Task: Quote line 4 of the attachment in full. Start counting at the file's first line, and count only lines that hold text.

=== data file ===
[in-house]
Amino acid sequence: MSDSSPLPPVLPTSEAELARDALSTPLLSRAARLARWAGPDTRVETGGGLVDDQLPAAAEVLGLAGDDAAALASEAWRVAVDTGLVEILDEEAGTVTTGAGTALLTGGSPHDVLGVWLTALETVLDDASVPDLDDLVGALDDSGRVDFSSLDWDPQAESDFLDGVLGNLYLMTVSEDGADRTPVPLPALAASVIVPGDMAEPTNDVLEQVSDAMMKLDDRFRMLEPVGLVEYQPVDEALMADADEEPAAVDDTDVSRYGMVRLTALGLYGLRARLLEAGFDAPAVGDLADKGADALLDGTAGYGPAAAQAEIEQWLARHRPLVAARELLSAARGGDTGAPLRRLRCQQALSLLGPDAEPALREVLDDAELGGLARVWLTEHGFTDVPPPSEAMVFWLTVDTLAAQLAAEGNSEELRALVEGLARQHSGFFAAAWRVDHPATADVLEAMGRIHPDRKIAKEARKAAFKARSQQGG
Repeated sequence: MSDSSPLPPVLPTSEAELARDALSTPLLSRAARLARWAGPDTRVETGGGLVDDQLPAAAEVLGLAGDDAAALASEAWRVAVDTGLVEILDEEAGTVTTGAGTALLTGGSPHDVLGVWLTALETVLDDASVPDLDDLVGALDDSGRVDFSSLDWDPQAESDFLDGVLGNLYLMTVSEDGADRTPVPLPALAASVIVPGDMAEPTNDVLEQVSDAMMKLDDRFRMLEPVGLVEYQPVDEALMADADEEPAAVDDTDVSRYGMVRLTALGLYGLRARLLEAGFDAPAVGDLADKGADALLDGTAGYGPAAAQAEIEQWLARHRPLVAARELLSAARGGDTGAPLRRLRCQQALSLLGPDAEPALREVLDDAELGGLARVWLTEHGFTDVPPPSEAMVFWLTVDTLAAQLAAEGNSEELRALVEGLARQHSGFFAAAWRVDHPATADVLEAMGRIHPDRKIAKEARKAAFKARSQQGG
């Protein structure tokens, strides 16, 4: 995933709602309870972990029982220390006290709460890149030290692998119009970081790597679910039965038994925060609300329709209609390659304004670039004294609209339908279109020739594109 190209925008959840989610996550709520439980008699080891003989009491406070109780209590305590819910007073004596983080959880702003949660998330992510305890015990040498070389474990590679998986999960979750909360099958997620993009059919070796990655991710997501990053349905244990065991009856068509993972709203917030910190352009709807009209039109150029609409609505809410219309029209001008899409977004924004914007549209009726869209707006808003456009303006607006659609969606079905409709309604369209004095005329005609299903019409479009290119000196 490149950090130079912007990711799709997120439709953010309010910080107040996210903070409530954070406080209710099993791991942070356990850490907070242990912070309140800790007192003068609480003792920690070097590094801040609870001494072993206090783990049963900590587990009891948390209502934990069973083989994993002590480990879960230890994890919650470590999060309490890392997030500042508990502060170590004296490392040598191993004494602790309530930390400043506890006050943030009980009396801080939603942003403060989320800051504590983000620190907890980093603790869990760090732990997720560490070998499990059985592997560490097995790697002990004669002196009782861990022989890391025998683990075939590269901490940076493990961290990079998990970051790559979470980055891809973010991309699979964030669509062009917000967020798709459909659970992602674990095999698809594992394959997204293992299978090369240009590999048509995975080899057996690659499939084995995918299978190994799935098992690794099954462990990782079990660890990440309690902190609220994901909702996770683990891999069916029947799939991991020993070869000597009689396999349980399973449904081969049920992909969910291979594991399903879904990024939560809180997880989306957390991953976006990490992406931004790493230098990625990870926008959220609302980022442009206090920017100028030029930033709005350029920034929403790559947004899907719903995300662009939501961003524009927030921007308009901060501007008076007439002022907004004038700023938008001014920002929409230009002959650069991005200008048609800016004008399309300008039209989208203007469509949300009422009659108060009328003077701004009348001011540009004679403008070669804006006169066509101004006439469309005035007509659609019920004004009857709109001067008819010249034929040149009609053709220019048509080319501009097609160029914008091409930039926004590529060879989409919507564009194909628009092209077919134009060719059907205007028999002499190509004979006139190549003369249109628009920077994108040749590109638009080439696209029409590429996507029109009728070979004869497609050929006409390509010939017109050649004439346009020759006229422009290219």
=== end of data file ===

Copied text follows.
């Protein structure tokens, strides 16, 4: 995933709602309870972990029982220390006290709460890149030290692998119009970081790597679910039965038994925060609300329709209609390659304004670039004294609209339908279109020739594109 190209925008959840989610996550709520439980008699080891003989009491406070109780209590305590819910007073004596983080959880702003949660998330992510305890015990040498070389474990590679998986999960979750909360099958997620993009059919070796990655991710997501990053349905244990065991009856068509993972709203917030910190352009709807009209039109150029609409609505809410219309029209001008899409977004924004914007549209009726869209707006808003456009303006607006659609969606079905409709309604369209004095005329005609299903019409479009290119000196 490149950090130079912007990711799709997120439709953010309010910080107040996210903070409530954070406080209710099993791991942070356990850490907070242990912070309140800790007192003068609480003792920690070097590094801040609870001494072993206090783990049963900590587990009891948390209502934990069973083989994993002590480990879960230890994890919650470590999060309490890392997030500042508990502060170590004296490392040598191993004494602790309530930390400043506890006050943030009980009396801080939603942003403060989320800051504590983000620190907890980093603790869990760090732990997720560490070998499990059985592997560490097995790697002990004669002196009782861990022989890391025998683990075939590269901490940076493990961290990079998990970051790559979470980055891809973010991309699979964030669509062009917000967020798709459909659970992602674990095999698809594992394959997204293992299978090369240009590999048509995975080899057996690659499939084995995918299978190994799935098992690794099954462990990782079990660890990440309690902190609220994901909702996770683990891999069916029947799939991991020993070869000597009689396999349980399973449904081969049920992909969910291979594991399903879904990024939560809180997880989306957390991953976006990490992406931004790493230098990625990870926008959220609302980022442009206090920017100028030029930033709005350029920034929403790559947004899907719903995300662009939501961003524009927030921007308009901060501007008076007439002022907004004038700023938008001014920002929409230009002959650069991005200008048609800016004008399309300008039209989208203007469509949300009422009659108060009328003077701004009348001011540009004679403008070669804006006169066509101004006439469309005035007509659609019920004004009857709109001067008819010249034929040149009609053709220019048509080319501009097609160029914008091409930039926004590529060879989409919507564009194909628009092209077919134009060719059907205007028999002499190509004979006139190549003369249109628009920077994108040749590109638009080439696209029409590429996507029109009728070979004869497609050929006409390509010939017109050649004439346009020759006229422009290219």